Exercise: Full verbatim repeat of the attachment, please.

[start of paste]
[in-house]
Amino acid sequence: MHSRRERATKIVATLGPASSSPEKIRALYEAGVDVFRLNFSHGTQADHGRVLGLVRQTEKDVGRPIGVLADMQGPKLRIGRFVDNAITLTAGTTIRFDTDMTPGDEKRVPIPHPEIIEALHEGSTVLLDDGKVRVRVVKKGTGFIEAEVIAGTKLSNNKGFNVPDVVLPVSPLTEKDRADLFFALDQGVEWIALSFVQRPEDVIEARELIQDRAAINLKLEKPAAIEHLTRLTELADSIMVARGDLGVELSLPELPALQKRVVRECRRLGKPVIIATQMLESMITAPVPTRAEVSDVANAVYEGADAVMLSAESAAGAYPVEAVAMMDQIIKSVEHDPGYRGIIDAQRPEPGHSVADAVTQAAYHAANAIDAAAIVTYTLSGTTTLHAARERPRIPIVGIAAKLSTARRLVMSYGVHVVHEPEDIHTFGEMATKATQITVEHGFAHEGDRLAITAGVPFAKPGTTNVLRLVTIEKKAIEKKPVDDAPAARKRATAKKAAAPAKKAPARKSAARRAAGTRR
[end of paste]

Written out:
[in-house]
Amino acid sequence: MHSRRERATKIVATLGPASSSPEKIRALYEAGVDVFRLNFSHGTQADHGRVLGLVRQTEKDVGRPIGVLADMQGPKLRIGRFVDNAITLTAGTTIRFDTDMTPGDEKRVPIPHPEIIEALHEGSTVLLDDGKVRVRVVKKGTGFIEAEVIAGTKLSNNKGFNVPDVVLPVSPLTEKDRADLFFALDQGVEWIALSFVQRPEDVIEARELIQDRAAINLKLEKPAAIEHLTRLTELADSIMVARGDLGVELSLPELPALQKRVVRECRRLGKPVIIATQMLESMITAPVPTRAEVSDVANAVYEGADAVMLSAESAAGAYPVEAVAMMDQIIKSVEHDPGYRGIIDAQRPEPGHSVADAVTQAAYHAANAIDAAAIVTYTLSGTTTLHAARERPRIPIVGIAAKLSTARRLVMSYGVHVVHEPEDIHTFGEMATKATQITVEHGFAHEGDRLAITAGVPFAKPGTTNVLRLVTIEKKAIEKKPVDDAPAARKRATAKKAAAPAKKAPARKSAARRAAGTRR